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On Allocating Goods to Maximize Fairness
, 2009
"... Given a set A of m agents and a set I of n items, where agent A ∈ A has utility uA,i for item i ∈ I, our goal is to allocate items to agents to maximize fairness. Specifically, the utility of an agent is the sum of the utilities for items it receives, and we seek to maximize the minimum utility of a ..."
Abstract

Cited by 12 (0 self)
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Given a set A of m agents and a set I of n items, where agent A ∈ A has utility uA,i for item i ∈ I, our goal is to allocate items to agents to maximize fairness. Specifically, the utility of an agent is the sum of the utilities for items it receives, and we seek to maximize the minimum utility of any agent. While this problem has received much attention recently, its approximability has not been wellunderstood thus far: the best known approximation algorithm achieves an Õ(√m)approximation, and in contrast, the best known hardness of approximation stands at 2. Our main result is an approximation algorithm that achieves an Õ(nɛ) approximation for any ɛ = Ω(log log n / log n) in time nO(1/ɛ). In particular, we obtain polylogarithmic approximation in quasipolynomial time, and for every constant ɛ> 0, we obtain Õ(nɛ)approximation in polynomial time. An interesting technical aspect of our algorithm is that we use as a building block a linear program whose integrality gap is Ω ( √ m). We bypass this obstacle by iteratively using the solutions produced by the LP to construct new instances with significantly smaller integrality gaps, eventually obtaining the desired approximation. We also investigate the special case of the problem, where every item has a nonzero utility for at most two agents. We show that even in this restricted setting the problem is hard to approximate upto any factor better than 2, and show a factor (2 + ɛ)approximation algorithm running in time poly(n, 1/ɛ) for any ɛ> 0. This special case can be cast as a graph edge orientation problem, and our algorithm can be viewed as a generalization of Eulerian orientations to weighted graphs. 1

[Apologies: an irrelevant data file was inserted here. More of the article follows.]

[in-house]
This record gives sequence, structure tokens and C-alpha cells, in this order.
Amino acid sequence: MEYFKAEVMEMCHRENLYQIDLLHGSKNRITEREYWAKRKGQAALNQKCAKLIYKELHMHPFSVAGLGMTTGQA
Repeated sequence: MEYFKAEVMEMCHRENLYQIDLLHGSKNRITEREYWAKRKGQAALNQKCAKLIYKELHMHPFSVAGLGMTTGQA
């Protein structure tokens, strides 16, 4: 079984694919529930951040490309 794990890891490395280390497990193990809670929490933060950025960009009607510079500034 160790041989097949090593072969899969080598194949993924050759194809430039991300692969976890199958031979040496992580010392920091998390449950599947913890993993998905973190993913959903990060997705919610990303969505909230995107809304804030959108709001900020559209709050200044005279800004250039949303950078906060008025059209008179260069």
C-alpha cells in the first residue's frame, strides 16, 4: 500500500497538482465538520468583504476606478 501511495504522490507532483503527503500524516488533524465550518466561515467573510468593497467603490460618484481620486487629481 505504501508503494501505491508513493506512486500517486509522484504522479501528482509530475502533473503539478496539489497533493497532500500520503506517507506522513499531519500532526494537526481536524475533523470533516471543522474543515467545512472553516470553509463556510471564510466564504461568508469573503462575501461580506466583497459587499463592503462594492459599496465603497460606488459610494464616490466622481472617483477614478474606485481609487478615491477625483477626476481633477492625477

Santa Claus Meets Hypergraph Matchings
, 2008
"... We consider the problem of maxmin fair allocation of indivisible goods. Our focus will be on the restricted version of the problem in which there are m items, each of which associated with a nonnegative value. There are also n players and each player is only interested in some of the items. The go ..."
Abstract

Cited by 11 (1 self)
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We consider the problem of maxmin fair allocation of indivisible goods. Our focus will be on the restricted version of the problem in which there are m items, each of which associated with a nonnegative value. There are also n players and each player is only interested in some of the items. The goal is to distribute the items between the players such that the least happy person is as happy as possible, i.e. one wants to maximize the minimum of the sum of the values of the items given to any player. This problem is also known as the Santa Claus problem [3]. Feige [9] proves that the integrality gap of a certain configuration LP, described by Bansal and Sviridenko [3], is bounded from below by some (unspecified) constant. This gives an efficient way to estimate the optimum value of the problem within a constant factor. However, the proof in [9] is nonconstructive: it uses the Lovasz local lemma and does not provide a polynomial time algorithm for finding an allocation. In this paper, we take a different approach to this problem, based upon local search techniques for finding perfect matchings in certain classes of hypergraphs. As a result, we prove that the integrality gap of the configuration LP is bounded by 1 5. Our proof is nonconstructive in the following sense: it does provide a local search algorithm which finds the corresponding allocation, but this algorithm is not known to converge to a local optimum in a polynomial number of steps. 1